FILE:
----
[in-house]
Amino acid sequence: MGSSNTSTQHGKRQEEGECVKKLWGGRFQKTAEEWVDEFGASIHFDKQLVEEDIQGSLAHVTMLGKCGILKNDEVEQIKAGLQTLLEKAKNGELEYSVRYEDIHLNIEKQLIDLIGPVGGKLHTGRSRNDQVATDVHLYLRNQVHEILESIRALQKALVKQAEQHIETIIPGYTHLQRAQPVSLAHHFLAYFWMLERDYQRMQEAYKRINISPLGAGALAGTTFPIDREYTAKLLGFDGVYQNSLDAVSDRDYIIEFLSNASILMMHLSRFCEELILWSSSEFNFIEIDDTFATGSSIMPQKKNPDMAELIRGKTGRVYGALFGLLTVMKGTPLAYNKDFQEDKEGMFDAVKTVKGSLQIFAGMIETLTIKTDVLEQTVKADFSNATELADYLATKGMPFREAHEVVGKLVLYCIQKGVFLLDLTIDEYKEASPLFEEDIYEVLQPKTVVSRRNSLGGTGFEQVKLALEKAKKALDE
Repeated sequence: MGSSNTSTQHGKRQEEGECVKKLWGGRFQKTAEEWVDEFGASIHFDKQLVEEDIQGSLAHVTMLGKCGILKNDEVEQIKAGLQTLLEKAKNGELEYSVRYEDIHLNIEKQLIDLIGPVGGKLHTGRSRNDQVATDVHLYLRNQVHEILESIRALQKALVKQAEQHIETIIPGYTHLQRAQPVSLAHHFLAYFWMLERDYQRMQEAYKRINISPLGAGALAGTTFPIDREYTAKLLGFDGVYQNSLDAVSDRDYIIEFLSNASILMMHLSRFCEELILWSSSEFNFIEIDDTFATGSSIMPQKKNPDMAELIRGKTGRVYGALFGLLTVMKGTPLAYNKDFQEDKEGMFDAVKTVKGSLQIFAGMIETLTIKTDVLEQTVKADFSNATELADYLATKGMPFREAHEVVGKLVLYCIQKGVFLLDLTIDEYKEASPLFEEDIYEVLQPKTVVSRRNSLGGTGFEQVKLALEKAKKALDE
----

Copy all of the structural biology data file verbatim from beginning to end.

[in-house]
Amino acid sequence: MGSSNTSTQHGKRQEEGECVKKLWGGRFQKTAEEWVDEFGASIHFDKQLVEEDIQGSLAHVTMLGKCGILKNDEVEQIKAGLQTLLEKAKNGELEYSVRYEDIHLNIEKQLIDLIGPVGGKLHTGRSRNDQVATDVHLYLRNQVHEILESIRALQKALVKQAEQHIETIIPGYTHLQRAQPVSLAHHFLAYFWMLERDYQRMQEAYKRINISPLGAGALAGTTFPIDREYTAKLLGFDGVYQNSLDAVSDRDYIIEFLSNASILMMHLSRFCEELILWSSSEFNFIEIDDTFATGSSIMPQKKNPDMAELIRGKTGRVYGALFGLLTVMKGTPLAYNKDFQEDKEGMFDAVKTVKGSLQIFAGMIETLTIKTDVLEQTVKADFSNATELADYLATKGMPFREAHEVVGKLVLYCIQKGVFLLDLTIDEYKEASPLFEEDIYEVLQPKTVVSRRNSLGGTGFEQVKLALEKAKKALDE
Repeated sequence: MGSSNTSTQHGKRQEEGECVKKLWGGRFQKTAEEWVDEFGASIHFDKQLVEEDIQGSLAHVTMLGKCGILKNDEVEQIKAGLQTLLEKAKNGELEYSVRYEDIHLNIEKQLIDLIGPVGGKLHTGRSRNDQVATDVHLYLRNQVHEILESIRALQKALVKQAEQHIETIIPGYTHLQRAQPVSLAHHFLAYFWMLERDYQRMQEAYKRINISPLGAGALAGTTFPIDREYTAKLLGFDGVYQNSLDAVSDRDYIIEFLSNASILMMHLSRFCEELILWSSSEFNFIEIDDTFATGSSIMPQKKNPDMAELIRGKTGRVYGALFGLLTVMKGTPLAYNKDFQEDKEGMFDAVKTVKGSLQIFAGMIETLTIKTDVLEQTVKADFSNATELADYLATKGMPFREAHEVVGKLVLYCIQKGVFLLDLTIDEYKEASPLFEEDIYEVLQPKTVVSRRNSLGGTGFEQVKLALEKAKKALDE